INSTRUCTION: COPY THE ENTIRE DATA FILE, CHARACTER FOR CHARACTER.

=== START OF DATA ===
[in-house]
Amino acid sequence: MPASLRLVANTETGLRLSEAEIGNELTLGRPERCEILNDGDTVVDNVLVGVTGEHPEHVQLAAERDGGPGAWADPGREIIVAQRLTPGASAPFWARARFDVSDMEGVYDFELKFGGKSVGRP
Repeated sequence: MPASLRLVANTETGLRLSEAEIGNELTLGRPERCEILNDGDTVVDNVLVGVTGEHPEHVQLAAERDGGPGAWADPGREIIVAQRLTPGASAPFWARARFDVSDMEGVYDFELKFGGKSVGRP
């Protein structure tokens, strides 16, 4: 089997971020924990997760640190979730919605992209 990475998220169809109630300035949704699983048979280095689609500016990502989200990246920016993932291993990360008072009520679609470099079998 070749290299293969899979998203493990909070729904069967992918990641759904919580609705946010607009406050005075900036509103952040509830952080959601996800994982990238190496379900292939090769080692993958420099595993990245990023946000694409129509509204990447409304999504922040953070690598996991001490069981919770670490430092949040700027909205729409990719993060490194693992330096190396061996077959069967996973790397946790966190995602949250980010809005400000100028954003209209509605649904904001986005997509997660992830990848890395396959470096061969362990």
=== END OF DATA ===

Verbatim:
[in-house]
Amino acid sequence: MPASLRLVANTETGLRLSEAEIGNELTLGRPERCEILNDGDTVVDNVLVGVTGEHPEHVQLAAERDGGPGAWADPGREIIVAQRLTPGASAPFWARARFDVSDMEGVYDFELKFGGKSVGRP
Repeated sequence: MPASLRLVANTETGLRLSEAEIGNELTLGRPERCEILNDGDTVVDNVLVGVTGEHPEHVQLAAERDGGPGAWADPGREIIVAQRLTPGASAPFWARARFDVSDMEGVYDFELKFGGKSVGRP
């Protein structure tokens, strides 16, 4: 089997971020924990997760640190979730919605992209 990475998220169809109630300035949704699983048979280095689609500016990502989200990246920016993932291993990360008072009520679609470099079998 070749290299293969899979998203493990909070729904069967992918990641759904919580609705946010607009406050005075900036509103952040509830952080959601996800994982990238190496379900292939090769080692993958420099595993990245990023946000694409129509509204990447409304999504922040953070690598996991001490069981919770670490430092949040700027909205729409990719993060490194693992330096190396061996077959069967996973790397946790966190995602949250980010809005400000100028954003209209509605649904904001986005997509997660992830990848890395396959470096061969362990």